Joe Hartmann's picture

I found that listening is a twofold experience. First to the music, do I enjoy the music and how it is played, secondly how does the system sound. The second may, and often did in the past prevent me from realizing the reality of the first consideration. After all the first consideration is what is the composer and the musician trying to express to me.

Rick Shavatt's picture

I have played numerous instruments, both professionally and for my own and friends' entertainment. I was a rock'n'roller professionally in Washington, DC in the '60s, and can also play classical guitar. I started as an audiophile in the early '60s and have had a good to fantastic system at all times since then. I am now a professional pharmacist with a Linn Lingo LP12, AQ 7000Fe5, Audible Illusions M3A w/MC section, ARC VT200, and Dunlavy SC-IV/As. Theta digitalia and subwoofers complete the system.

Steve Stoner's picture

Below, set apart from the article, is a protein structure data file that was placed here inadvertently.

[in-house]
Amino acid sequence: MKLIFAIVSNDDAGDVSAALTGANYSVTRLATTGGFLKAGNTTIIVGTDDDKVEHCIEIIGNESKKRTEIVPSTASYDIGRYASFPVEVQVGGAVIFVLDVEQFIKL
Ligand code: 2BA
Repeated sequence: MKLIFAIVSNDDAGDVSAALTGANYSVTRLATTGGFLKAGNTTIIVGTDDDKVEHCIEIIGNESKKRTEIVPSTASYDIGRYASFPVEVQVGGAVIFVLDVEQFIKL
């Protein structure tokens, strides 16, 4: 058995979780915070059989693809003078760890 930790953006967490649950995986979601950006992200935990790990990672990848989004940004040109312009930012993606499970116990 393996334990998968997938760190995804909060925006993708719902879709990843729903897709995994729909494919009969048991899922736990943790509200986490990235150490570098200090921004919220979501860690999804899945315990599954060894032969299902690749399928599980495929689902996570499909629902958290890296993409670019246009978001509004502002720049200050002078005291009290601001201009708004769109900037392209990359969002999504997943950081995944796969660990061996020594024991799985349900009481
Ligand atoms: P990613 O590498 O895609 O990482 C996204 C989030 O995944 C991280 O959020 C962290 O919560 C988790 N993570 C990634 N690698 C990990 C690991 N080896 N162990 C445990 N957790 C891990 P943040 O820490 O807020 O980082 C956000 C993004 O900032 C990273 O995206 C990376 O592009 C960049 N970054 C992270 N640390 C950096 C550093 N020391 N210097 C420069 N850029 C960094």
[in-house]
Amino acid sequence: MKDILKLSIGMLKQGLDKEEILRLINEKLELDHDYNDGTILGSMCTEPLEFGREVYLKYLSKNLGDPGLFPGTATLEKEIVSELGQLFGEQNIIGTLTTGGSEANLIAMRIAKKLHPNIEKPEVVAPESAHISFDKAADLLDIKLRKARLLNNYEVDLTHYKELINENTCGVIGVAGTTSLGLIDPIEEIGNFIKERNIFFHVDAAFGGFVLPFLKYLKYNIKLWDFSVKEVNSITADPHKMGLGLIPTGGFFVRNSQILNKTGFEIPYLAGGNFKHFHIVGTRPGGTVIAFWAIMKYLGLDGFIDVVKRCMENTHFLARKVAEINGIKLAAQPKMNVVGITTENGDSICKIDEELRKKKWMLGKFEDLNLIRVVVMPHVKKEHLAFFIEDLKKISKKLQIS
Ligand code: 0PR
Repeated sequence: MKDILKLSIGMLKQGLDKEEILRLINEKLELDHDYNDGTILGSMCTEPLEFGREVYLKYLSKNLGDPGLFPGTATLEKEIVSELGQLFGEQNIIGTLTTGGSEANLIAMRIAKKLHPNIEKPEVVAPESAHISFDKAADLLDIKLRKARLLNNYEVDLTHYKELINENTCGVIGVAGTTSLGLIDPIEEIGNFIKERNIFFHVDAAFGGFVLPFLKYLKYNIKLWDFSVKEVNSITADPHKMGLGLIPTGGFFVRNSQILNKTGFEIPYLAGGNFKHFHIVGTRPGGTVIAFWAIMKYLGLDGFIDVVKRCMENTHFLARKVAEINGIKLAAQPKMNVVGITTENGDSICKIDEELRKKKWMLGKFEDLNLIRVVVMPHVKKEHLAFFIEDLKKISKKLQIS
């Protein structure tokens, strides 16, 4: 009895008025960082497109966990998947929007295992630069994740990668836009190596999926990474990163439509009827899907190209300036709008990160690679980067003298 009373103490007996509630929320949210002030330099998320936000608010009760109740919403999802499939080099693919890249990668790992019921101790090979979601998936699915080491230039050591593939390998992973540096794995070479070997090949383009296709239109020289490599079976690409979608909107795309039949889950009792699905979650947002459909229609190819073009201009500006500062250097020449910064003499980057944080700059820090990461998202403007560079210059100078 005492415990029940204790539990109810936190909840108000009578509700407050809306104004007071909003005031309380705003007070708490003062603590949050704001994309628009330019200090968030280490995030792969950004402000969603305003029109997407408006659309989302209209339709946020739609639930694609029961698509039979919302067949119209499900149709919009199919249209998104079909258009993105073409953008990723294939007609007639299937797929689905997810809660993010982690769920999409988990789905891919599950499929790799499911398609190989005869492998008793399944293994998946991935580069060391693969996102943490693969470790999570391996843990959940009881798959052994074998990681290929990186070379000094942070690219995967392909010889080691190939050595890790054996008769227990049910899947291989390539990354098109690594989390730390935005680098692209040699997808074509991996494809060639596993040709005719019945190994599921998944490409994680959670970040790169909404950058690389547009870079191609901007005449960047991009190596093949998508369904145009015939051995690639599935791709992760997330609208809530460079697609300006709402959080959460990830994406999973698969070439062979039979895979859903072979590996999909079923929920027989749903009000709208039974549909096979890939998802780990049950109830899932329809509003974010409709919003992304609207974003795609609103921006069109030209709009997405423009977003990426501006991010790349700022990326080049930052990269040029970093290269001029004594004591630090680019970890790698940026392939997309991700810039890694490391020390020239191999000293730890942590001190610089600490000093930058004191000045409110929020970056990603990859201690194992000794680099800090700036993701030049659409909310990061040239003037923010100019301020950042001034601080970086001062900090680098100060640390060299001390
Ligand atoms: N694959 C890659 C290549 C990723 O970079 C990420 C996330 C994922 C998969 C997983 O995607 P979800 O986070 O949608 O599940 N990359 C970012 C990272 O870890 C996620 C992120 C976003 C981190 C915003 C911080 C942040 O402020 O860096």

I made my living playing drums until I got married. Got divorced six years later and started playing again. I wish I'd kept drumming; it's cheaper than child support, and lots more fun than dealing with the ex.

Justin Cook's picture

My stereo is my instrument!

Kevin Carsten's picture

I have to disagree with that particular element of "audio wisdom." I wouldn't have been so concerned as to the quality of the playback, but after playing and trying to perfect your music for 16 years, the last place you want your music to fail is in playback of the final product. True, some more "puritanical" musicians would have you believe that the true nature of the music could be conveyed through a $10 Walkman. Predictably, not all of the subtle nuances, texture, and emotion that you have worked diligently to include in the piece appear unscathed. I personally have rationalized my "upgradeitis" as a direct and natural progression from the creation of music: you want to make sure nothing obscures your musical intention.

Curt Simon's picture

I learned to love rock and roll at my first concert---The Guess Who---at the age of 11. I saw Gimme Shelter at age 12 and was transfixed. By age 14 I'd started to play guitar. This love of rock and roll matured into a love for orchestral music, beginning with Mozart's Don Giovanni. THEN I decided I needed a better stereo. After several years of equipment fixation, I have assembled a system that is sufficiently enjoyable that I am back to collecting MUSIC.

Stephen Curling's picture

listening's a mental thing.